“How do we look for closing?,” client asked. We’ll call him Rob.

“We’re on target,” I responded. “Smooth sailing now.”

It hadn’t been smooth sailing before the deal was signed. We had a willing buyer and a willing seller. The property had been used largely for storage over the past ten years, but before that it had been a manufacturing facility. So environmental issues were not out of the question. Rob was the President of the business and my contact, but the property was actually owned by the widow of the former business owner. Although the business had been paying rent to the widow for years (probably overpaying), it no longer suited the needs of the business. So, it was time to cut ties. Unlike residential transactions, most commercial real estate deals are pretty lacking in the emotional area. It’s black and white. Either the property works and the price is right, or it doesn’t. I think this was more emotional for Rob, the current President of the business, than it was even for the widow owner. It meant a final cutting of ties with the former owner. But, ultimately, the business had already held onto the lease longer than it was valuable to them. The business had already moved its main facility to a better suited space, and was paying rent for storage largely out of nostalgia. Rob negotiated the deal on behalf of the widow owner, wanting to ensure she had a fair payout, if she wasn’t going to be receiving the continued revenue stream from the lease any longer. The widow was more stoic about the change. So how did we get to smooth sailing? I employed my top three tips I use in complex real estate negotiations.

1. The Price is more than the Purchase Price

The purchase price is just one component of the price to be paid. There are plenty of costs to go around when a commercial property is involved. Appraisals, environmental reports (more on that below), transfer taxes, title opinion or title insurance, and closing costs are common. These can be negotiated. Each area has the “standard” for what the Buyer or Seller pays, but standard is just a starting point. When Buyer wanted us to pay for part of the environmental survey, that was a hard no. We did, however, agree to provide all environmental reports and letters in our possession. The price can also be augmented by other circumstances. In this case, the Buyer, a company that bought real estate to be used and leased to a national discount chain, wanted a very extended time frame for closing. We gave them options to extend the closing, but each was at a price. They used all three, and in the meantime, my client continued to use the property and widow was paid an additional amount to keep the deal going while Buyer got its deal with the discount chain set.

2. Clean Environmental Record

When a commercial property has been used in manufacturing or other uses, like a gas station, the ghost of uses past can spook buyers in the form of things like underground storage tanks. Here, buyers have the option to negotiate an environmental survey (or more, at different levels of detail and testing). Buyers did in this case. Knowing the property had never had an issue before, we were comfortable with this (and also knowing any buyer would likely do the same). The buyer asked for additional indemnifications for past use, and there is a tension between cutting off ties from the property completely and the buyer seeing you as responsible for the consequences of your use (or the use of previous owners). In this case, I advised Rob to successfully push for an as-is sale but allowed Buyer to complete several environmental surveys (which came up clean). Had an issue been found, we had agreed to remediate it up to a certain amount. In addition, it is standard for buyer to return the property to its previous condition if any of the testing disrupted the condition.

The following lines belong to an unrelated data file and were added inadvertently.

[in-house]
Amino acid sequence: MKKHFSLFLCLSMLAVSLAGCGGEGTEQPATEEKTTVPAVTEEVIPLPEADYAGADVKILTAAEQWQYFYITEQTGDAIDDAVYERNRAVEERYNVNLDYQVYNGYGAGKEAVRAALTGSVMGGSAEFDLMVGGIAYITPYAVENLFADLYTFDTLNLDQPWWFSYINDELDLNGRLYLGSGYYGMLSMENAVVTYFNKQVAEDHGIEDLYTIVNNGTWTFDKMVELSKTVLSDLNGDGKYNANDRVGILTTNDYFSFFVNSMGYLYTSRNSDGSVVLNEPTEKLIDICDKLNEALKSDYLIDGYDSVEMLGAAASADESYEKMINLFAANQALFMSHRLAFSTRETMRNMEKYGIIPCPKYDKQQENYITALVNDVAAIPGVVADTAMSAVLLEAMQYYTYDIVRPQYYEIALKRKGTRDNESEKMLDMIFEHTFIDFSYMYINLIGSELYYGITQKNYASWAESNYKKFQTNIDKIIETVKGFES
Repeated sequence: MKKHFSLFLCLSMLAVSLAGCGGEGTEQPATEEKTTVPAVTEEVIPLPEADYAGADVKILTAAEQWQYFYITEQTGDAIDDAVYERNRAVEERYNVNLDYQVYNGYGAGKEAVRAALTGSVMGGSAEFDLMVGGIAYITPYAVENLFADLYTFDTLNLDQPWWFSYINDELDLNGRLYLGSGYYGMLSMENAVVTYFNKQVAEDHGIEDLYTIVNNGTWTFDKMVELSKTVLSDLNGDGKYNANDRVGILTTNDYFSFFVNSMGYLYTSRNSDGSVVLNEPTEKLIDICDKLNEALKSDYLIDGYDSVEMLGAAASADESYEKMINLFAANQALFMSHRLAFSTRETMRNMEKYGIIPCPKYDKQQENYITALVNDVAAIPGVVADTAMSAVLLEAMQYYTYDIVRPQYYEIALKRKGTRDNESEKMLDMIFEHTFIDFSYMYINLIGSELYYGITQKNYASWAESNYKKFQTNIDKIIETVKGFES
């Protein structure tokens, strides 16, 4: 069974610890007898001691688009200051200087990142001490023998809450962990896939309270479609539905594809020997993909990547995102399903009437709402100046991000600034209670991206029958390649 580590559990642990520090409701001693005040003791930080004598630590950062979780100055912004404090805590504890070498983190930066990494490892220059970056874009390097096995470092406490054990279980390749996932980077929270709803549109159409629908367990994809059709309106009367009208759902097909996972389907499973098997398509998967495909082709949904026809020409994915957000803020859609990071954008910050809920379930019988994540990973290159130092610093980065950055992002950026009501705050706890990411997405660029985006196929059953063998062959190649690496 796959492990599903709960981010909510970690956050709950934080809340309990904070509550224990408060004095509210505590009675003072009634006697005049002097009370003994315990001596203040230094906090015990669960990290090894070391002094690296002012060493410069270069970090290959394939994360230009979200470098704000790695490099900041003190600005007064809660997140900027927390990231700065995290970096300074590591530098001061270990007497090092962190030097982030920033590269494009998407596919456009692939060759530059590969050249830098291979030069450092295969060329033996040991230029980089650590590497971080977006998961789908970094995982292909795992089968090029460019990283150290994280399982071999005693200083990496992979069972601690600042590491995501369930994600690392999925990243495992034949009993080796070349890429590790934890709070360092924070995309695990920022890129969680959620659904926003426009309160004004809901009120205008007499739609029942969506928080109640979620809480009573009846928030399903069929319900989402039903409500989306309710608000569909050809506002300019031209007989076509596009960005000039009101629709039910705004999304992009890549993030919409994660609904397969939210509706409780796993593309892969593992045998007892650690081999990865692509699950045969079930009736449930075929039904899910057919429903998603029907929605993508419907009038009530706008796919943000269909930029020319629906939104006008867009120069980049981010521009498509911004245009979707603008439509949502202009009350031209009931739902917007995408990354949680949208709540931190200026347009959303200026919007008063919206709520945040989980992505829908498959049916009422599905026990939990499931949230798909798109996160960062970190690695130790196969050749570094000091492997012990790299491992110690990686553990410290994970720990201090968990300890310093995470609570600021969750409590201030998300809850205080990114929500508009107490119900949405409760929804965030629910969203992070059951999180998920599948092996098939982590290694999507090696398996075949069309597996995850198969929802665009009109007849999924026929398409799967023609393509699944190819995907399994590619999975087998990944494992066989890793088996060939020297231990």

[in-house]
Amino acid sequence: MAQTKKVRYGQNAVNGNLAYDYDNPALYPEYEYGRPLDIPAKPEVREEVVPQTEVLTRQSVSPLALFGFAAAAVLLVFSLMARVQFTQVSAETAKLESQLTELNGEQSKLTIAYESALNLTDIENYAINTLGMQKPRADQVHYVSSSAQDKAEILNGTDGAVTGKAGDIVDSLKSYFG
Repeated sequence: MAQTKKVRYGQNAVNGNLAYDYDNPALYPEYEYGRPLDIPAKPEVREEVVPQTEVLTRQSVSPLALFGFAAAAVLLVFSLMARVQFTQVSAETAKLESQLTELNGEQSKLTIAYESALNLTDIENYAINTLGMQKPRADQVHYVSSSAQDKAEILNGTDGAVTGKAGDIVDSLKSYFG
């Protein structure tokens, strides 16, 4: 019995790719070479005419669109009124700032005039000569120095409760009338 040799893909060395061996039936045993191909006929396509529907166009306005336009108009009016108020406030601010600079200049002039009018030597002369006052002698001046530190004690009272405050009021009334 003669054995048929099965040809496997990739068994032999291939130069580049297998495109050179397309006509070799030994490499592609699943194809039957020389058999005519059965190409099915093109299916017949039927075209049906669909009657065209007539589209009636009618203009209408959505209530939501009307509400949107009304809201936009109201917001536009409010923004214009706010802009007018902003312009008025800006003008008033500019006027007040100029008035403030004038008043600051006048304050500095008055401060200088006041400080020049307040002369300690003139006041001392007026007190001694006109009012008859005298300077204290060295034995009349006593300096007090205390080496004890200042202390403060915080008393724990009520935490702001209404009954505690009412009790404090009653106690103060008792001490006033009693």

3. Conditions

Conditions to closing or closing contingencies can be heavily negotiated. Rob and the widow, as the representative of the seller and the seller, respectively, wanted buyer to be tied to closing with as few conditions as possible. After all, while we were negotiating with this buyer, we were losing out on other potential buyers. On the flip side, the Buyer needed plenty of time for due diligence (see environmental section, above) and for its own diligence in working through its deal with the discount chain, which had to inspect and approve of the site as well. Since the Buyer asked us to hold the property for an extended time, we got a hefty earnest money deposit, which was earned upon the completion of the standard diligence items. In addition, the Buyer paid for each option to extend the timeframe, which meant my client was partially paid, even if the deal fell through, and then would be free to sell to a new buyer. Ultimately, the Buyer closed on the deal.

At the closing, Rob and I discussed the journey to the closing table, which that took the better part of the year. “I feel good about this,” he said. I knew he meant more than just the fact that the property was successfully closed. He completed an obligation to take care of the widow of the business’s former owner, someone who he respected and who mentored him. It was a closing of a chapter for him as well as the widow. The property is now bustling with discount shoppers, and the business is bustling in its expanded space. The sailboats had reached their destinations.


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